Inverloch Jetty still marks the entrance to Anderson Inlet. Steamers no longer drop passengers off, and surfboarders are now a more common sight than swimmers near the pier.
My experience on the pier
Inverloch Jetty is a discreet little pier between Phillip Island and Wilson’s Promontory.
It’s not really the kind of pier you’d go to for a promenade, though a small group of people did just that as I ran for shelter from the rain shower that hit as I got to the end.
The jetty is less than 100m long, so it’s not a massive race to reach shelter if you are caught out. There is no shelter on this pier, and the nearest place to sit down even is back on shore near the car park, where there are a few benches looking out over the bay.
It was the wildlife I was struck by first at Inverloch Jetty. Just as I arrived on the boardwalk, this superb stingray glided underneath my feet (fortunately a good few metres below me, of course).
And some of the birds looked very much at home on and near the pier.
On this chilly morning, there was no need for the warnings about swimming here. The only other humans on the pier being a little cluster of fishermen.
To be honest the place barely merits a mention here on Vintage Victoria, but having retained its boardwalk for the first 75m or so as the jetty curves slightly round to the left, it does meet my criteria, and it is placed at a particularly beautiful spot.
You see this is the entrance to Anderson (or ‘s) Inlet so Inverloch almost marks the spot where the inlet begins and the open seas end.
To the left as you stand on the pier is the Inlet, calm and open, a wide expanse of water leading up to Venus Bay and the Tarwin River, which flows into the Inlet.
This surfboarder opted (wisely in my view) for safety and calm of the inlet waters, while a handful of fellow boarders took their chance in the open waters to the right.
Reading my history of Inverloch Jetty before coming, I knew how critical that choice can be, given that there had been a fair few tragedies hitting those who got caught up in the currents taking the waters out of the inlet towards the ocean.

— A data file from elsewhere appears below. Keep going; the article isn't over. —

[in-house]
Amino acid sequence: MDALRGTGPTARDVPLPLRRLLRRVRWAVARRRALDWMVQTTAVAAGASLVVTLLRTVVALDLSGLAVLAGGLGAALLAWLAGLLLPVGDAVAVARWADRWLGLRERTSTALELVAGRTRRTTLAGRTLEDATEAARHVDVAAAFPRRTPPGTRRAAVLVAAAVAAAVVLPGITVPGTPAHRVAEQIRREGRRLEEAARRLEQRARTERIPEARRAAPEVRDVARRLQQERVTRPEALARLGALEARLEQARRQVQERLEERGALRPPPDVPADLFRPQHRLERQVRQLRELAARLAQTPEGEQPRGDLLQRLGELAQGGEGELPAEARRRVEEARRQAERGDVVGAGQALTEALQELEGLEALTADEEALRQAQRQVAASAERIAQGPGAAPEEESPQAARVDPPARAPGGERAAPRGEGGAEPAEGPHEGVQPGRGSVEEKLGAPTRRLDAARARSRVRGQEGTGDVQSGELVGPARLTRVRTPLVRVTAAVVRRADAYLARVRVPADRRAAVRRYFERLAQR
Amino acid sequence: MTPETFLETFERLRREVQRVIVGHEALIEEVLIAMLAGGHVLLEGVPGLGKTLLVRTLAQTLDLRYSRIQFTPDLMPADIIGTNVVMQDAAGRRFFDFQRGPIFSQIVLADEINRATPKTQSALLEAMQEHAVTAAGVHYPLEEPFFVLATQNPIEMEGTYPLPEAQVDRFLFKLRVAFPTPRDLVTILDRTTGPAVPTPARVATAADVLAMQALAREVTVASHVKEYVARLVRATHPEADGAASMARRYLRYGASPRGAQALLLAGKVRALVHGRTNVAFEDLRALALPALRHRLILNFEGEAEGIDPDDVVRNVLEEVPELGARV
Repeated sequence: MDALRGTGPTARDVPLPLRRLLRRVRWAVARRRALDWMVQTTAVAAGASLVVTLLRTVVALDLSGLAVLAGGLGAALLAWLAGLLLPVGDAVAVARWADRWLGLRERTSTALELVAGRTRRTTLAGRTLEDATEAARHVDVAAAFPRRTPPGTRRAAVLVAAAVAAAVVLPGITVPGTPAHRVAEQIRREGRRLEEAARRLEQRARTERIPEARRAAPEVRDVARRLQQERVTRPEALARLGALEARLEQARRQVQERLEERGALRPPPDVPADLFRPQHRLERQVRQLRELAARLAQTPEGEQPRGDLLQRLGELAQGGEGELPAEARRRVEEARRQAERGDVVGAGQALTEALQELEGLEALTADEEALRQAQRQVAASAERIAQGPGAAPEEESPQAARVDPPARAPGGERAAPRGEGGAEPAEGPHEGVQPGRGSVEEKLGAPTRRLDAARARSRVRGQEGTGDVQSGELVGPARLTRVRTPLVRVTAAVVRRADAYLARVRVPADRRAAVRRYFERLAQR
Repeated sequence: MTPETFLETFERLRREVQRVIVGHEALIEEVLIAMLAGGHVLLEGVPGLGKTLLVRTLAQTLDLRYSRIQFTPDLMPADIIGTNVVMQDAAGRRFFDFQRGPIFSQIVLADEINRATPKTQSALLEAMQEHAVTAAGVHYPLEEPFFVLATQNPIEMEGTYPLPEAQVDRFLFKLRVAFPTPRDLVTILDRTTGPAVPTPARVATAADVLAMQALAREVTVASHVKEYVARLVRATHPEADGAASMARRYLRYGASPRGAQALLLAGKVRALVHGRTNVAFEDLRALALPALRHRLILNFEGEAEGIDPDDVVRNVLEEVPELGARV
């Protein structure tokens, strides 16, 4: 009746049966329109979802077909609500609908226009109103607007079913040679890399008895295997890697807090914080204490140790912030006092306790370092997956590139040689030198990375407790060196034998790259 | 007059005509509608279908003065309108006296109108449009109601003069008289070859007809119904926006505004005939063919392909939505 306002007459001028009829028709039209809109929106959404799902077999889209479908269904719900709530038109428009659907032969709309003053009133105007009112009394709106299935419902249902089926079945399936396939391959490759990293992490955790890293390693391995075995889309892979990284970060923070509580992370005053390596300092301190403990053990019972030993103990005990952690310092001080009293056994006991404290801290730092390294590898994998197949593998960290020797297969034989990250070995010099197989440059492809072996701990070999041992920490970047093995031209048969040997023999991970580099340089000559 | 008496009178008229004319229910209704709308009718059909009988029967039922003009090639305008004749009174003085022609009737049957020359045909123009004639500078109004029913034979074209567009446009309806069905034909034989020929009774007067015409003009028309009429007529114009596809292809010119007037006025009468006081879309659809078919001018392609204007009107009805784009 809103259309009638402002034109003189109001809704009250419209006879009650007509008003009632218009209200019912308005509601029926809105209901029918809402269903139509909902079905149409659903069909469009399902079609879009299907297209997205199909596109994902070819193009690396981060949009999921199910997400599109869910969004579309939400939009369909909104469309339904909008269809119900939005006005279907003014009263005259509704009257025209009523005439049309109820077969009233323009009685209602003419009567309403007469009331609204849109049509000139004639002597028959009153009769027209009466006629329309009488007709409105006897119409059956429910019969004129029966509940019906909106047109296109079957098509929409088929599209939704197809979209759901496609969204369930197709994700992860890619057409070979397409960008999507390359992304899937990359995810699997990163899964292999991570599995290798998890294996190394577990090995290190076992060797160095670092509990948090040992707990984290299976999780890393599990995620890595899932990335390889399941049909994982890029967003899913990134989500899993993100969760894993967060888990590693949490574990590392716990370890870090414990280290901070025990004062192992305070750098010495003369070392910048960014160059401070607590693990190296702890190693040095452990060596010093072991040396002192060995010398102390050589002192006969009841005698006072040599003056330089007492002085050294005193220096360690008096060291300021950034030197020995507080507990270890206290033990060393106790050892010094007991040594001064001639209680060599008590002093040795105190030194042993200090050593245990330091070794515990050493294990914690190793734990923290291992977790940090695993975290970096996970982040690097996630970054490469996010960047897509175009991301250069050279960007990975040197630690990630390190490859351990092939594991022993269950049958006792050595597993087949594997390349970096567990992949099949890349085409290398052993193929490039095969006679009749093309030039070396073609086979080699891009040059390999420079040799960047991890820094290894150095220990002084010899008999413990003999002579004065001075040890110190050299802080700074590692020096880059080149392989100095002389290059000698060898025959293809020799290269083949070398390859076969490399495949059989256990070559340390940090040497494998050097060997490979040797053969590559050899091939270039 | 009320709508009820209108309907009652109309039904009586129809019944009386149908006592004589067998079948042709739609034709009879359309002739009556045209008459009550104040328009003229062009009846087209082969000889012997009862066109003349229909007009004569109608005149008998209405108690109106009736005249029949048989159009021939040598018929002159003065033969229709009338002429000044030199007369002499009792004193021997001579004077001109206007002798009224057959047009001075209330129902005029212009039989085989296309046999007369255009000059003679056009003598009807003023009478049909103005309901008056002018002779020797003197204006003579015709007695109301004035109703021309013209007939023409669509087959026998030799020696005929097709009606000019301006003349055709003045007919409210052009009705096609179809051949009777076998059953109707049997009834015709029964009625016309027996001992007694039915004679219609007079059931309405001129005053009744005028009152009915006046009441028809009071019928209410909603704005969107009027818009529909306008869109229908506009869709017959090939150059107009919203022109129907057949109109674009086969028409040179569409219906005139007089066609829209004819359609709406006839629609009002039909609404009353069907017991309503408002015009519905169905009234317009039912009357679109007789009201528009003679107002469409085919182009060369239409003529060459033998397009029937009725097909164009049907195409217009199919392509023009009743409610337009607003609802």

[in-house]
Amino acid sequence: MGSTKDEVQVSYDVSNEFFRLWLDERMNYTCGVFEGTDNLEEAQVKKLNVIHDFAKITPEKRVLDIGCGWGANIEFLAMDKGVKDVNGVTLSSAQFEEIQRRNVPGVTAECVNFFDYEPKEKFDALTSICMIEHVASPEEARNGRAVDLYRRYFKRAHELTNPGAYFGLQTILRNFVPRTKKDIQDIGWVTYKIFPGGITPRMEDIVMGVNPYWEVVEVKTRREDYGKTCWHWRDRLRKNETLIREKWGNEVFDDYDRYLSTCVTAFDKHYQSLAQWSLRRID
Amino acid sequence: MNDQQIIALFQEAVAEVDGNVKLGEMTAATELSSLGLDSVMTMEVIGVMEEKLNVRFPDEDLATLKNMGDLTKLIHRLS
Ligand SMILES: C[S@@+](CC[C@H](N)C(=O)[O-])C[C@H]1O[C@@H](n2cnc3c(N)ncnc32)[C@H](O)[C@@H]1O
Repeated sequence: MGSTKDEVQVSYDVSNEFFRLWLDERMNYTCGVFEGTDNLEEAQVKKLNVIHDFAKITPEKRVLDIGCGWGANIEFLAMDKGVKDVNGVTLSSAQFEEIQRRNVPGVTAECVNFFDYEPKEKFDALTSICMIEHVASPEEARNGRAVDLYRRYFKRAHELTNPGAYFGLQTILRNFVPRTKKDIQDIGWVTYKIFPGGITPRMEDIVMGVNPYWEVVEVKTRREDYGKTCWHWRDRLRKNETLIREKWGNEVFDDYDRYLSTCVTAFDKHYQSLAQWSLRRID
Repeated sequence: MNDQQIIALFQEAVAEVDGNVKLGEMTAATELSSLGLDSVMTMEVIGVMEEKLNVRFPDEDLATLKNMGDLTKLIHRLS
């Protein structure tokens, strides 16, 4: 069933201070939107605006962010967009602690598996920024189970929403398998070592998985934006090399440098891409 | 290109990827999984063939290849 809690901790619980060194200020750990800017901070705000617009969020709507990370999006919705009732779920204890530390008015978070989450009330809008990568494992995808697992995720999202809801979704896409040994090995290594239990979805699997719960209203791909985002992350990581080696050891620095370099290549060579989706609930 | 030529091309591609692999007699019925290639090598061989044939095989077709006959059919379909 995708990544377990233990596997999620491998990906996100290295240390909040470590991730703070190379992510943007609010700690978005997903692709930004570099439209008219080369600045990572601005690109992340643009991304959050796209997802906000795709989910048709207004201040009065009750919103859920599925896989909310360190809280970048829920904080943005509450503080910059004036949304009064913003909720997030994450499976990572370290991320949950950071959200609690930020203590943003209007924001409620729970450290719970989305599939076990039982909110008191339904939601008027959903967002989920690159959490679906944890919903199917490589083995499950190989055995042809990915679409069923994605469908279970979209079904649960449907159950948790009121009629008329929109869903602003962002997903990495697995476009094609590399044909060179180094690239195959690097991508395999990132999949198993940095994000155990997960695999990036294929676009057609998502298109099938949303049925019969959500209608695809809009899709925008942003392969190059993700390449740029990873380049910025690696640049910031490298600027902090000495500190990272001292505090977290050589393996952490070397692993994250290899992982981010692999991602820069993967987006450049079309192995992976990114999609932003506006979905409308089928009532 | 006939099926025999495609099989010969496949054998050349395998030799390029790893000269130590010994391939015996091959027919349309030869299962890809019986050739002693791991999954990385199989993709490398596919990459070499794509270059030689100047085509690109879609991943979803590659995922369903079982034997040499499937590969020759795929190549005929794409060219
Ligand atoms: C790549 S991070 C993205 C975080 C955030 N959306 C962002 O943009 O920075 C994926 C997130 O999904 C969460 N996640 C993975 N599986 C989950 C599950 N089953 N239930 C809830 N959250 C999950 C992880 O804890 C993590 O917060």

You could tell from the strip of dark water right in front of the pier alongside the yellow tint to the water just to the right and the ocean side which suggested shallower sandbanks that the depth and currents round here must be quite deceptive. You can see how inexperienced swimmers might get into trouble.
Judging by these depth markers, the water at the jetty can get pretty deep, mind you. And just by the carpark is a wooden staircase down to the sands which has been roped off due to damage by erosion, so the seas must also get fairly rough sometimes down here.
It’s hard to tell where the bathing enclosure used to be 100 years ago, and strangely there is no mention of sea baths at Inverloch in Bruce Bennett’s excellent compendium of Victorian Sea Baths.
I’m glad I came to Inverloch, if only to see the entrance to the Inlet – and to see that stingray! It probably isn’t a ‘destination’ pier for real boardwalk buffs, but it’s a compact little structure, and it does have a history, so I was glad to be there for Vintage Victoria
Car park nearby with benches and toilets
No shelter or seats on the pier itself
History and stories about Inverloch Jetty
In 1897 a teenage boy drowned on Boxing Day when bathing about a mile from the Jetty but got caught in the current and was pulled under.